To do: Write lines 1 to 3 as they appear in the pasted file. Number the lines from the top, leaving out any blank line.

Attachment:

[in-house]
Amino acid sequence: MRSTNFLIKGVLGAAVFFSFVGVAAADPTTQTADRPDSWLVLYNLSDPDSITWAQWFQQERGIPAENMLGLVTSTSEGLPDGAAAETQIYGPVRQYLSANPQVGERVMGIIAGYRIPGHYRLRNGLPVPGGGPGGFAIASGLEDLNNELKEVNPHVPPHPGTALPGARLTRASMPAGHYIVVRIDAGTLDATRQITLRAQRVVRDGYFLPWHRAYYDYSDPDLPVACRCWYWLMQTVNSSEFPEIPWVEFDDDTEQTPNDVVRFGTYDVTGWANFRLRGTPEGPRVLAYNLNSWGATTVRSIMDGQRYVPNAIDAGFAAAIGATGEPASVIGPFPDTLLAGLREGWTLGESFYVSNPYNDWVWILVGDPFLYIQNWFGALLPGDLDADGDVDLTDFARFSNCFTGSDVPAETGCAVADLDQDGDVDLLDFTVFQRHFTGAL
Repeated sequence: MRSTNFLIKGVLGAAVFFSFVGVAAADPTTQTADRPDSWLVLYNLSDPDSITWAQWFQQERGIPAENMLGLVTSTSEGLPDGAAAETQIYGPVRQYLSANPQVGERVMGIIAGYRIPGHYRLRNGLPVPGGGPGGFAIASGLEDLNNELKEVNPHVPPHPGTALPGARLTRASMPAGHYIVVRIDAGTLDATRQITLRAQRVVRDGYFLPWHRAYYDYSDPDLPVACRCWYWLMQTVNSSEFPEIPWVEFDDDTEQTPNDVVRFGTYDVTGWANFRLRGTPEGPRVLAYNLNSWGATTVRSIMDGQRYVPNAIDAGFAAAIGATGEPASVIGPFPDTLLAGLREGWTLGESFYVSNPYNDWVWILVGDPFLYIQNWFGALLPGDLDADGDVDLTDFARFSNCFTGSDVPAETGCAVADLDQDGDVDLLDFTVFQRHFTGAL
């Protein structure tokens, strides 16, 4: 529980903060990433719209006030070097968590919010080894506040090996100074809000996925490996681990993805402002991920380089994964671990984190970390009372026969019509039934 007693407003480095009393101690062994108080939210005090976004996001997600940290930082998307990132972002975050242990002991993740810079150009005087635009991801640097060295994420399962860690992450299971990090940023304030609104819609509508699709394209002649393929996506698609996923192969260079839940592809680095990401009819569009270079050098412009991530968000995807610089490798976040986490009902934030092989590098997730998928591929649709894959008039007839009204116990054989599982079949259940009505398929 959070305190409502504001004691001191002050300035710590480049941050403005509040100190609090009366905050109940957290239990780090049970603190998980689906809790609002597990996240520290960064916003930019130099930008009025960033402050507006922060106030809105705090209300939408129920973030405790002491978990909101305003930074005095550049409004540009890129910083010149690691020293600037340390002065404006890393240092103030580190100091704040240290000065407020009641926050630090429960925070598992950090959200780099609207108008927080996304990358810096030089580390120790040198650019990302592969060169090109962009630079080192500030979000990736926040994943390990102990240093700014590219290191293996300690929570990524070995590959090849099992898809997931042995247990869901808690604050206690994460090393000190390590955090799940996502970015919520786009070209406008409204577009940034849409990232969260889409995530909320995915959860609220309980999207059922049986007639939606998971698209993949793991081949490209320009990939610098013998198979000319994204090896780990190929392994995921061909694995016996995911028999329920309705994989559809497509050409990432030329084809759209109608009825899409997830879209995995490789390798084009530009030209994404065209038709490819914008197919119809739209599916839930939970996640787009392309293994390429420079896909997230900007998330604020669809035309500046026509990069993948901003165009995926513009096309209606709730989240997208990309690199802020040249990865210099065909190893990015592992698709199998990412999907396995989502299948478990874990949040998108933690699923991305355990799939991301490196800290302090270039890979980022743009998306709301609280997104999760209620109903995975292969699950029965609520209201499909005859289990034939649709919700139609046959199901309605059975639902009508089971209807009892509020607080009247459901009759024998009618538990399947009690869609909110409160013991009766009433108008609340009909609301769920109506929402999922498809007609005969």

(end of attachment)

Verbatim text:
[in-house]
Amino acid sequence: MRSTNFLIKGVLGAAVFFSFVGVAAADPTTQTADRPDSWLVLYNLSDPDSITWAQWFQQERGIPAENMLGLVTSTSEGLPDGAAAETQIYGPVRQYLSANPQVGERVMGIIAGYRIPGHYRLRNGLPVPGGGPGGFAIASGLEDLNNELKEVNPHVPPHPGTALPGARLTRASMPAGHYIVVRIDAGTLDATRQITLRAQRVVRDGYFLPWHRAYYDYSDPDLPVACRCWYWLMQTVNSSEFPEIPWVEFDDDTEQTPNDVVRFGTYDVTGWANFRLRGTPEGPRVLAYNLNSWGATTVRSIMDGQRYVPNAIDAGFAAAIGATGEPASVIGPFPDTLLAGLREGWTLGESFYVSNPYNDWVWILVGDPFLYIQNWFGALLPGDLDADGDVDLTDFARFSNCFTGSDVPAETGCAVADLDQDGDVDLLDFTVFQRHFTGAL
Repeated sequence: MRSTNFLIKGVLGAAVFFSFVGVAAADPTTQTADRPDSWLVLYNLSDPDSITWAQWFQQERGIPAENMLGLVTSTSEGLPDGAAAETQIYGPVRQYLSANPQVGERVMGIIAGYRIPGHYRLRNGLPVPGGGPGGFAIASGLEDLNNELKEVNPHVPPHPGTALPGARLTRASMPAGHYIVVRIDAGTLDATRQITLRAQRVVRDGYFLPWHRAYYDYSDPDLPVACRCWYWLMQTVNSSEFPEIPWVEFDDDTEQTPNDVVRFGTYDVTGWANFRLRGTPEGPRVLAYNLNSWGATTVRSIMDGQRYVPNAIDAGFAAAIGATGEPASVIGPFPDTLLAGLREGWTLGESFYVSNPYNDWVWILVGDPFLYIQNWFGALLPGDLDADGDVDLTDFARFSNCFTGSDVPAETGCAVADLDQDGDVDLLDFTVFQRHFTGAL